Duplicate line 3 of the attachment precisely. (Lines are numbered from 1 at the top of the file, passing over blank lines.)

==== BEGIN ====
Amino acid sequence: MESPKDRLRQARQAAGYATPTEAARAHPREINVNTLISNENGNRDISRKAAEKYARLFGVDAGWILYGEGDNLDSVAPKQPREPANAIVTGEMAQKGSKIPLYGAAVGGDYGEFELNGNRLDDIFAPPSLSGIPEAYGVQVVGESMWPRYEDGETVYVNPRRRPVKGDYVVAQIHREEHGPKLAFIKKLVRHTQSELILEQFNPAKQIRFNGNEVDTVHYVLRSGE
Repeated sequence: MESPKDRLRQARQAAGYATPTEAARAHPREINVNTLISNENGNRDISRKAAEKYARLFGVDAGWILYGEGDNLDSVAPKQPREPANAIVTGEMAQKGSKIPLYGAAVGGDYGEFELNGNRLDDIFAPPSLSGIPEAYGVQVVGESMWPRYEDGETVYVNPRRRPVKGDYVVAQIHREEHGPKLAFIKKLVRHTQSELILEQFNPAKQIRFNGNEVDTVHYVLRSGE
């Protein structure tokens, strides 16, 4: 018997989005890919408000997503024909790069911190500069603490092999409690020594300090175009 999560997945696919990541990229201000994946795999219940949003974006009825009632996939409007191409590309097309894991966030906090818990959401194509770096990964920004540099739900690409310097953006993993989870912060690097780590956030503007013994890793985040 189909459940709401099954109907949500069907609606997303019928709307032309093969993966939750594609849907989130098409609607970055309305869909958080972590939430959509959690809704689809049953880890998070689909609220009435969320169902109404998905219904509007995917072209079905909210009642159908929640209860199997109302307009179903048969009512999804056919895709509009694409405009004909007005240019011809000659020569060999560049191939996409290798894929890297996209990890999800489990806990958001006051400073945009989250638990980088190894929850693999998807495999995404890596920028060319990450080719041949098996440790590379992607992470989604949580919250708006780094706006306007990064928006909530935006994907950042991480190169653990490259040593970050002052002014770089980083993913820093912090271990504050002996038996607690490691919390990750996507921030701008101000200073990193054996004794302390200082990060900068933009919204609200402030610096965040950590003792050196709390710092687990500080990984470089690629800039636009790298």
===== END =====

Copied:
């Protein structure tokens, strides 16, 4: 018997989005890919408000997503024909790069911190500069603490092999409690020594300090175009 999560997945696919990541990229201000994946795999219940949003974006009825009632996939409007191409590309097309894991966030906090818990959401194509770096990964920004540099739900690409310097953006993993989870912060690097780590956030503007013994890793985040 189909459940709401099954109907949500069907609606997303019928709307032309093969993966939750594609849907989130098409609607970055309305869909958080972590939430959509959690809704689809049953880890998070689909609220009435969320169902109404998905219904509007995917072209079905909210009642159908929640209860199997109302307009179903048969009512999804056919895709509009694409405009004909007005240019011809000659020569060999560049191939996409290798894929890297996209990890999800489990806990958001006051400073945009989250638990980088190894929850693999998807495999995404890596920028060319990450080719041949098996440790590379992607992470989604949580919250708006780094706006306007990064928006909530935006994907950042991480190169653990490259040593970050002052002014770089980083993913820093912090271990504050002996038996607690490691919390990750996507921030701008101000200073990193054996004794302390200082990060900068933009919204609200402030610096965040950590003792050196709390710092687990500080990984470089690629800039636009790298």